General business attire would be according to industry and location. Downtown is naturally dressier than business park environments. In either location a shirt with a tie needs a vest or sweater, without the third piece he looks like a copy room boy. If casual is the norm, then still an open shirt needs a tee underneath and or a sweater or vest. Open shirts plain, he fits in and will always need “a job.”

They say clothes make the man, but what other characteristics are essential for being a gentleman?

Integrity and self-confidence, he needs no other attributes.

Integrity: Is necessary for real success.

Self-confidence: Comes with maturity and if one is lucky, a good mentor or mentors. Mentoring was originally a true form of older men and senior young men who learned how to dress and passed it on, usually in the form of roasting the novice.

What other factors play a role in your designs?

Everything I do is part of design. I enjoy participating in tennis, golf, boating, hunting, fly-fishing, running, (Pulitzer ran his first marathon at age 65), gardening, and painting. I admire both Calder and Picasso as they were doing their best work as they aged. Wherever I am, whatever I see, I constantly look for things that ought to be done better. Kind of like the Count on Sesame Street, always counting.

What exciting news can you share with me about XMI?

XMI has several very strong items in each of its product ranges. The number one is a shirt that I designed while at NASA when the astronauts were having their flight suits designed and fitted. I was intrigued at how they did not know what they would be doing in outer space and the suits were designed for total free movement. The XMI Signature back is sculpted around the major muscles of the back. It is a three-piece shirt and differs from the body cover model of past shirt construction. The Back is a registered trademark of XMI.

Our Platinum neckwear is hand made in Wisconsin “MADE IN THE USA” unusual for very high quality garments. XMI Platinum neckwear is known for it’s updated modern classic design and highly colorful. We make our own original designs and colorings.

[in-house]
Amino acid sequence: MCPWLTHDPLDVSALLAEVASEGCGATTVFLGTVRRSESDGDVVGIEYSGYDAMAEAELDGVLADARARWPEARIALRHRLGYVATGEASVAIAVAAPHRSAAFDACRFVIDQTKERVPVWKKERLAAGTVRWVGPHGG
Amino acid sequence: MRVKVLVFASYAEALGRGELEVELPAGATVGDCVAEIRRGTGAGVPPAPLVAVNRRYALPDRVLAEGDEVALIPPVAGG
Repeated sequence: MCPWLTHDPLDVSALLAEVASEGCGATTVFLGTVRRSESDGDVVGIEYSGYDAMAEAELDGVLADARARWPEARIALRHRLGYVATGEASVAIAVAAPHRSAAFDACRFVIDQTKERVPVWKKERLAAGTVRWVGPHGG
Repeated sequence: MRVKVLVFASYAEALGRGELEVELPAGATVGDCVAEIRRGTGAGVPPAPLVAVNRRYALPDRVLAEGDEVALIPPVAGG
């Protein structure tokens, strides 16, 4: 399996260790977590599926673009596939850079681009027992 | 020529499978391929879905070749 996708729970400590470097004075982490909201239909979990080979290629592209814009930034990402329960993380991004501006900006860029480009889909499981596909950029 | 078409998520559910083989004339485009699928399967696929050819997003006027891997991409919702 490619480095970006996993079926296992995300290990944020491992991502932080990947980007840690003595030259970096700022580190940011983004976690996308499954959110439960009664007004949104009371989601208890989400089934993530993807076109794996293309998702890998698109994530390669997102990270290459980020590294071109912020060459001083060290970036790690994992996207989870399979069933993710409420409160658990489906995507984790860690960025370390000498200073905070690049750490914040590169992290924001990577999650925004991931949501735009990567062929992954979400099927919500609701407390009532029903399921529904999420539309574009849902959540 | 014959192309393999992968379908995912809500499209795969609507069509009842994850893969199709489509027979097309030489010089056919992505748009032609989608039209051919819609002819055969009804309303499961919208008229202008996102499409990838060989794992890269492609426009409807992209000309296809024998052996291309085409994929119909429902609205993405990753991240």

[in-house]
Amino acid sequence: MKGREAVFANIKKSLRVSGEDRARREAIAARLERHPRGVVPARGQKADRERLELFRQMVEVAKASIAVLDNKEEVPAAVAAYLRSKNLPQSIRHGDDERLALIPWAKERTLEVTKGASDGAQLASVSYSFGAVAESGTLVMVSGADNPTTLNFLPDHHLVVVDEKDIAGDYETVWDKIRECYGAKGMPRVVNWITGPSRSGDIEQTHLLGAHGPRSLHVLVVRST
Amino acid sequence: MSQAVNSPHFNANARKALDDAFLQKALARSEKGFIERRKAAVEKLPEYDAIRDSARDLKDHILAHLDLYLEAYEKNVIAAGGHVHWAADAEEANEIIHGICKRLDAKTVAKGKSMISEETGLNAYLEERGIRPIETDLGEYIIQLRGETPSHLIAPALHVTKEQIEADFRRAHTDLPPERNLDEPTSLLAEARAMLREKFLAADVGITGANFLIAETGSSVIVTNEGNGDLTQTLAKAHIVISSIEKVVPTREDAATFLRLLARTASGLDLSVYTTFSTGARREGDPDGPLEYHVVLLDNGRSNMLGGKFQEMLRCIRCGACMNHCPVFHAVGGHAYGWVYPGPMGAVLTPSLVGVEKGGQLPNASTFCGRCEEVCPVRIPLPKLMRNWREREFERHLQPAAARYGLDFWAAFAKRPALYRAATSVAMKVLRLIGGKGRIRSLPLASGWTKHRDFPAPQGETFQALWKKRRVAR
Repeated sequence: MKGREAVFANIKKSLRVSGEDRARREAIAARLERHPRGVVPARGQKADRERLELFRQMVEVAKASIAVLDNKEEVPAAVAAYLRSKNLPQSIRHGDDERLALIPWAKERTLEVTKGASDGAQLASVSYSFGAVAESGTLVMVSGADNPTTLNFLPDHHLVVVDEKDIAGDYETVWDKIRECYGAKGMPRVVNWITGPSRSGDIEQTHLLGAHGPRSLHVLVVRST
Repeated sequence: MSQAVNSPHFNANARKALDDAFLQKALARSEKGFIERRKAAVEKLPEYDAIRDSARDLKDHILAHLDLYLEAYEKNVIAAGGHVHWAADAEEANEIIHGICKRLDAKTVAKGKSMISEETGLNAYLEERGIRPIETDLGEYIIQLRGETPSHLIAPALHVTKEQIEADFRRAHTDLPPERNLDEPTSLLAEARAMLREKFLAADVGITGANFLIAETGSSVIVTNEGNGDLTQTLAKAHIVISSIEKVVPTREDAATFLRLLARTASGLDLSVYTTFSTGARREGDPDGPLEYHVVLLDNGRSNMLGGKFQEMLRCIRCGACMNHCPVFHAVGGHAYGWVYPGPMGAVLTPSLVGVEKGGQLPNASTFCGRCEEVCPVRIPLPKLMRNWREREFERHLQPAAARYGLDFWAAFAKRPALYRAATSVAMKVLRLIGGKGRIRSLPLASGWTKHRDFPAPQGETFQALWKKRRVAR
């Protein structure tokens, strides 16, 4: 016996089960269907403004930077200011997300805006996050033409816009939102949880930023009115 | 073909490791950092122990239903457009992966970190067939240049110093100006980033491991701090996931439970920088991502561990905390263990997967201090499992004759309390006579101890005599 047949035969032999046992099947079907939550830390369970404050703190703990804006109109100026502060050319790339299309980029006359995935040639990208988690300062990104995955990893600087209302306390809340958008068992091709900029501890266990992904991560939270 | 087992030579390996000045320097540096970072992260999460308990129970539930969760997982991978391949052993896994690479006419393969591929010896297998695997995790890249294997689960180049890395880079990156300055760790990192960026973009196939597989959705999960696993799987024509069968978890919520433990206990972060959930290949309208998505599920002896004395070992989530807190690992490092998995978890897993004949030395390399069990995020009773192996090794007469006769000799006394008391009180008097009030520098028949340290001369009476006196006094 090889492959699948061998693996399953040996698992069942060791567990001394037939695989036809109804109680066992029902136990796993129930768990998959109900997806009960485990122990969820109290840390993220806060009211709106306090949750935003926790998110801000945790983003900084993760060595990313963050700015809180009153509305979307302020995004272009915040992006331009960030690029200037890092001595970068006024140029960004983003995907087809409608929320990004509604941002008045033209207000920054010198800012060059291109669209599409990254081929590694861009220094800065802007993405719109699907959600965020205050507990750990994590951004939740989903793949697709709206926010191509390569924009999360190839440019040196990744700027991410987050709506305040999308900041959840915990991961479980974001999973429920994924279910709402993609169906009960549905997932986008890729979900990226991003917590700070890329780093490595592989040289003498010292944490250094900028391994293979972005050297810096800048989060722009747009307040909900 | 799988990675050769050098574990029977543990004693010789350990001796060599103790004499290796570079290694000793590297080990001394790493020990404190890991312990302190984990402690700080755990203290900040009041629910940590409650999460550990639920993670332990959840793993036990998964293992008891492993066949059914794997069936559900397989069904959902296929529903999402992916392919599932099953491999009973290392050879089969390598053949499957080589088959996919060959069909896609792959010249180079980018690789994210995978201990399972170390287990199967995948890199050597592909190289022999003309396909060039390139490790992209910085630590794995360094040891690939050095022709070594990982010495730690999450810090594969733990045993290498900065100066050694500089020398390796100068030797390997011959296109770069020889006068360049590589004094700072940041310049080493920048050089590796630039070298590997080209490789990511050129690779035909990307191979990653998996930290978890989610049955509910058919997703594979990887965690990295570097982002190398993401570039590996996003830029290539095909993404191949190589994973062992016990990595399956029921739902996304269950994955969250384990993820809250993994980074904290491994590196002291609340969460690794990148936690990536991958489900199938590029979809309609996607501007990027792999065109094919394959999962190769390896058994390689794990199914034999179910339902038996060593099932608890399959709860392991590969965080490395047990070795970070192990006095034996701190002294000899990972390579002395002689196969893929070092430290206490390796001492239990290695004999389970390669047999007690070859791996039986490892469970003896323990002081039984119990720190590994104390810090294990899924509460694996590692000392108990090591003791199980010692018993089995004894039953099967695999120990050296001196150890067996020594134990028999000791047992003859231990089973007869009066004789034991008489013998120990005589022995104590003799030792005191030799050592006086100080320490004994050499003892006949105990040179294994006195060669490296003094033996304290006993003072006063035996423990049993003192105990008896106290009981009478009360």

The XMI 405 Oxford is our best selling dress shirt and has become a standard in our Specialty store accounts nationwide. The 405 is a beefy elegant oxford that just keeps on going.

405 shirts with ties


J. P. Lee

9 Comments leave one →
  1. February 17, 2011 9:30 am

    Great interview :) really informative. I’m definitely sharing those five essential pieces every man under 25 needs to have :)

  2. Dave Kell permalink
    February 17, 2011 11:30 am

    Great stuff here. Thanks for you time Mr. Pulitzer. I like how you pointed out the historical connection between preppy dress and looking ‘gay’…for a while now, whenever someone tells me my attire makes me look ‘gay’ I take it as a compliment knowing that it means I am well dressed.

  3. Scott permalink
    February 18, 2011 8:09 am

    Great interview Joe!
    U Scott

  4. carmen permalink
    February 18, 2011 9:04 am

    Very informative and well put together.

  5. Barry Litwin permalink
    February 19, 2011 1:05 am

    No one has done more for the confidence of bankers like me than Bert Pulitzer. When I go to work- either to a meeting outside my office or just in the office, and I wear a Bert Pulitzer now XMI shirt or tie, I always feel I am looking my best and I am dressed to win.

  6. Russell Street permalink
    February 21, 2011 9:29 pm

    I wish I were an American. As an English boy I just never seem to get it right. I try really hard to figure out the “secret handshake”. I practice being “nonchalant” in front of the mirror all the time.

    But I think I’ll always just be way too uptight and afraid of being exposed as a pretender.